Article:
# Moving Average/Image Processing

## Moving average applied on images

A weighted average is an average that has multiplying factors to give different weights to data at different positions in the sample window. Mathematically, the moving average is the convolution of the datum points with a fixed weighting function. One application is creating a pixelisation from a digital graphical image. For all the image on the right pixelisation is applied for several squares. All pixels in the square are replaced by the color average of all pixels in the square. Because colors are defined by three integer numbers so that color average must be rounded for that application. In order to understand color encoding with integer numbers see HTML Color Picker with the RGB color encoding. Three value between 0 and 255 (e.g. rgb(255, 153, 102) for light orange) encode a color. Due to the fact that the HTML colors for Red, Green, Blue (RGB) are integer numbers, the real values of the moving average are rounded as a technical constraint.

The image I with m pixels height and n pixels width is s matrix ${\displaystyle I\in Mat(m\times n,RGB)}$  where all components of the matrix are RGB triples of integer values between 0 and 255, i.e. ${\displaystyle RGB:=\{0,1,\ldots ,255\}^{3}}$ .

A single pixel at row r and column c is denoted as ${\displaystyle I_{(r,c)}}$ . If we define ${\displaystyle I_{(r,c)}:=(255,153,102)}$  then the

• intensity of red is ${\displaystyle I_{(r,c)}.R=255}$ ,
• intensity of green is ${\displaystyle I_{(r,c)}.G=153}$ ,
• intensity of red is ${\displaystyle I_{(r,c)}.B=102}$

If we calculate and average of colors, we calculate the average of red, green and blue separately. As an example we calculate an average of ${\displaystyle 2\times 2}$  sub matrix of the image I for the four pixels:

• ${\displaystyle I_{(r,c)}:=(250,103,21)}$  ${\displaystyle I_{(r,c+1)}:=(230,153,102)}$
• ${\displaystyle I_{(r+1,c)}:=(255,50,12)}$  ${\displaystyle I_{(r+1,c+1)}:=(151,30,20)}$

The calculated moving average for this square is:

• Red: ${\displaystyle A_{red}:=round\left({\frac {250+230+255+151}{4}}\right)=222}$
• Green: ${\displaystyle A_{green}:=round\left({\frac {103+153+50+30}{4}}\right)=84}$
• Blue: ${\displaystyle A_{blue}:=round\left({\frac {21+102+12+20}{4}}\right)=39}$

The calculate moving average for the ${\displaystyle 2\times 2}$  sub matrix of the image I will replace all original colors of the square. Let ${\displaystyle IMA\in Mat(m\times n,RGB)}$  the image with the moving average applied for all ${\displaystyle 2\times 2}$  sub matrices, then the selected sub matrix above in IMA will look like this:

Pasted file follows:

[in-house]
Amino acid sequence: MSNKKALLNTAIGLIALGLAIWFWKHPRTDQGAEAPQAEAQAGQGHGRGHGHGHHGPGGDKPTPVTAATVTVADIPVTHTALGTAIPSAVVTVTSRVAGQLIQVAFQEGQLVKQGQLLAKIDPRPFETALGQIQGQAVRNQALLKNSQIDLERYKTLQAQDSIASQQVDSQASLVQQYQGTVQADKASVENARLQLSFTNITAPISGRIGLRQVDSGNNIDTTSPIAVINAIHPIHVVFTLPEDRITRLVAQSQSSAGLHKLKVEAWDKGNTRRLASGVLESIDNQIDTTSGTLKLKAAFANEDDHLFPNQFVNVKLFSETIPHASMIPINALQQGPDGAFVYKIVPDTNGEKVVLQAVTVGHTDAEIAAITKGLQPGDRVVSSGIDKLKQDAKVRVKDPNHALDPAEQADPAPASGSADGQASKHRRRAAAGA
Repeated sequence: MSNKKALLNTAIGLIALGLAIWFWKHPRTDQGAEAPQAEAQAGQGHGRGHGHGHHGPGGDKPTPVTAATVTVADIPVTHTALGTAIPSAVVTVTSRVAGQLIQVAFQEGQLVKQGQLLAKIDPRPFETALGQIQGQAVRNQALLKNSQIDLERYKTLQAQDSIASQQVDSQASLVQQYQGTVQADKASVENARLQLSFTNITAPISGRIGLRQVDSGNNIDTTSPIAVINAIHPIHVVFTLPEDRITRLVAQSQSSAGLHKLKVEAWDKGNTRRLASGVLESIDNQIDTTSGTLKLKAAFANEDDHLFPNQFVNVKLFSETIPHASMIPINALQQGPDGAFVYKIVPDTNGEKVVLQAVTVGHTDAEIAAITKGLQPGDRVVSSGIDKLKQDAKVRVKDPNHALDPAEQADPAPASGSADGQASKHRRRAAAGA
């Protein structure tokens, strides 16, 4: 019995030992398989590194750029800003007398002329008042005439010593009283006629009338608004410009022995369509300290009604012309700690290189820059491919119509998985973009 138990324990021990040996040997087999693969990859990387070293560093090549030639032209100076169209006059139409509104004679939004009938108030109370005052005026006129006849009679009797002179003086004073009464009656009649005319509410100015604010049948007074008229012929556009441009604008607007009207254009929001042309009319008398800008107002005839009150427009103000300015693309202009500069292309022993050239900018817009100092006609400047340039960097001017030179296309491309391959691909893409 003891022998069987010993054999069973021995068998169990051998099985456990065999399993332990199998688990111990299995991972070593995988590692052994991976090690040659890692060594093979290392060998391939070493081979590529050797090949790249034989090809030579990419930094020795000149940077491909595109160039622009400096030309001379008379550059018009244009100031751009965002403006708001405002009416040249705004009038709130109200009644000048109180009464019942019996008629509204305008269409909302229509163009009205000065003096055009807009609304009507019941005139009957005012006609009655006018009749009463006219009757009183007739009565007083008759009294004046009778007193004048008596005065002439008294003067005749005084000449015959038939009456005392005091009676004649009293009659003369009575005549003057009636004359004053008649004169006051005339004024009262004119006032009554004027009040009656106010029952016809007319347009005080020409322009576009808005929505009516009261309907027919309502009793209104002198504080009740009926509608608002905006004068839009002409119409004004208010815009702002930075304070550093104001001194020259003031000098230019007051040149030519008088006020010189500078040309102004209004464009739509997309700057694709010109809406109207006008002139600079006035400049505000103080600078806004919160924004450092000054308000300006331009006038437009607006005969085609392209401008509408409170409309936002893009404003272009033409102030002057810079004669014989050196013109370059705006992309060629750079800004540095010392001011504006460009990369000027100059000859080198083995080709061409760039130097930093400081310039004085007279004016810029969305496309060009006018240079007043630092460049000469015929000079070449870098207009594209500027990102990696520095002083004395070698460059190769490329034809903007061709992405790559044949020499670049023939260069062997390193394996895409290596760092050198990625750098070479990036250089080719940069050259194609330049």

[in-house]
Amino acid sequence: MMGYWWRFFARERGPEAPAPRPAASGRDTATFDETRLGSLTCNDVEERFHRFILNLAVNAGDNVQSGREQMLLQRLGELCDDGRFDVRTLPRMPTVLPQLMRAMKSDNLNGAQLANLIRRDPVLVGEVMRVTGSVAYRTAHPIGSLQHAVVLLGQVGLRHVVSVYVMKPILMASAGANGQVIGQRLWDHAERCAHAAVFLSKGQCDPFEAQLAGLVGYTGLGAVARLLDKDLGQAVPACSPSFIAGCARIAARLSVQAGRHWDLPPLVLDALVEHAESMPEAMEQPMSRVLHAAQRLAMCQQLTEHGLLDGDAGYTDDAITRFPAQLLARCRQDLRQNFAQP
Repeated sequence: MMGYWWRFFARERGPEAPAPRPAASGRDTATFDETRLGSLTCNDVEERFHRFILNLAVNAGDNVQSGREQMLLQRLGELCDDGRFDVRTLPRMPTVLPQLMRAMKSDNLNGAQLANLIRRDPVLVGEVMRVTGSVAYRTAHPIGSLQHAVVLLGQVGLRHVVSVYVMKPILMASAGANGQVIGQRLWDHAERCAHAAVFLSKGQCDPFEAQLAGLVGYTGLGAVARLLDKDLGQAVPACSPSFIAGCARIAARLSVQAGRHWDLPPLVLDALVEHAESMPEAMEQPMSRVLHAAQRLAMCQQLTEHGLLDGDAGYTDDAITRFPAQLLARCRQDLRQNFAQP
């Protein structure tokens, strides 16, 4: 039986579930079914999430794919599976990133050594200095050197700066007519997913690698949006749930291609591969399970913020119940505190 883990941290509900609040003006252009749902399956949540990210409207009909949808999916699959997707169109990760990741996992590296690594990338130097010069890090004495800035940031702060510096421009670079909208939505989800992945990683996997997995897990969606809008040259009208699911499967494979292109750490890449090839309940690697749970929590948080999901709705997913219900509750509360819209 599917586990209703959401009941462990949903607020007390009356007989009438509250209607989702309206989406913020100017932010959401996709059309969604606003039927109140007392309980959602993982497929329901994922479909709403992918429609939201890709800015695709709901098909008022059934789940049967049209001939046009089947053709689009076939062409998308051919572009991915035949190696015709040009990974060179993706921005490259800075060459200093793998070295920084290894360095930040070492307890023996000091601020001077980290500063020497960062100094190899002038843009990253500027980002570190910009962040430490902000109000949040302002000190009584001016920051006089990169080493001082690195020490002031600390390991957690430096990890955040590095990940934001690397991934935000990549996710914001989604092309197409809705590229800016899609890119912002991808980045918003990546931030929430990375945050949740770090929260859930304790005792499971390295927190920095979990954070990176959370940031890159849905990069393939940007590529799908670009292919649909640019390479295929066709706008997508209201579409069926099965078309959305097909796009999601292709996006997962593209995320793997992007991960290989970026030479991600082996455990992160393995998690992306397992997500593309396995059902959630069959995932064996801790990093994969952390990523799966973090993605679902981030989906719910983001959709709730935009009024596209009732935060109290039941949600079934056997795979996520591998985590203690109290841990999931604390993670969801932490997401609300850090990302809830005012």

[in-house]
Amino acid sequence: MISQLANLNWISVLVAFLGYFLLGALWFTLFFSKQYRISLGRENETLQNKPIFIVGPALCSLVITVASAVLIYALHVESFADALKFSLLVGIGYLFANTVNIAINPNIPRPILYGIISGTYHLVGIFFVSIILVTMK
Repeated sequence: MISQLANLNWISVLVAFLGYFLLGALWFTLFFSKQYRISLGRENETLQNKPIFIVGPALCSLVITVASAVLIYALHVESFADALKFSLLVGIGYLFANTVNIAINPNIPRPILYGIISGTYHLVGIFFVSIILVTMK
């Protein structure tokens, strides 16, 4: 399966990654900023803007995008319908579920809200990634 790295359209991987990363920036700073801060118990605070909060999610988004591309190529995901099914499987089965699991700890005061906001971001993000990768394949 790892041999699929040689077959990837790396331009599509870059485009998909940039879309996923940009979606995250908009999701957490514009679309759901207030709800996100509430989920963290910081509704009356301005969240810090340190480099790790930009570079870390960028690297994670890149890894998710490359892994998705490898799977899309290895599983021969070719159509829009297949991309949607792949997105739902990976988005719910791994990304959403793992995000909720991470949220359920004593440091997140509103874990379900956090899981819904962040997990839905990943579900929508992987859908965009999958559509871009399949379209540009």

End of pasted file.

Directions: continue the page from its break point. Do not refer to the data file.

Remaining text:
• ${\displaystyle IMA_{(r,c)}:=(222,84,39)}$  ${\displaystyle IMA_{(r,c+1)}:=(222,84,39)}$
• ${\displaystyle IMA_{(r+1,c)}:=(222,84,39)}$  ${\displaystyle IMA_{(r+1,c+1)}:=(222,84,39)}$

The last step assigns the calculated average color rgb(222, 84, 39) to all pixels of the 2x2-square submatrix.

Looking at the example image on right, the application of the moving average are visible, because they are applied on a large submatrix of the image.

For the image processing ${\displaystyle V:=\mathbb {Z} \times \mathbb {Z} }$  with the neutral element ${\displaystyle 0_{V}:=(0,0)}$  as an additive group with addition:

${\displaystyle (v_{1},v_{2})+(w_{1},w_{2}):=(v_{1}+w_{1},v_{2}+w_{2})}$  and ${\displaystyle T:=\{1,\ldots ,m\}\times \{1,\ldots ,n\}\subset V}$

T is the set of all row and column indices of the pixels. The images is decomposed the squares or even rectangles ${\displaystyle R_{i}}$ . The moving average is calculated for all pixels in the rectangle ${\displaystyle R_{i}}$  similar to ${\displaystyle 2\times 2}$  mentioned above. The calculated moving average from the original image I is assigned to all pixels of the square/rectangle ${\displaystyle R_{i}}$  in IMA. If the width and height of the rectangles ${\displaystyle R_{i}}$  have in general a default size. Close the borders of the images, the sizes of these rectangles have to be adapted to the remaining pixels at the right and bottom border of the image I.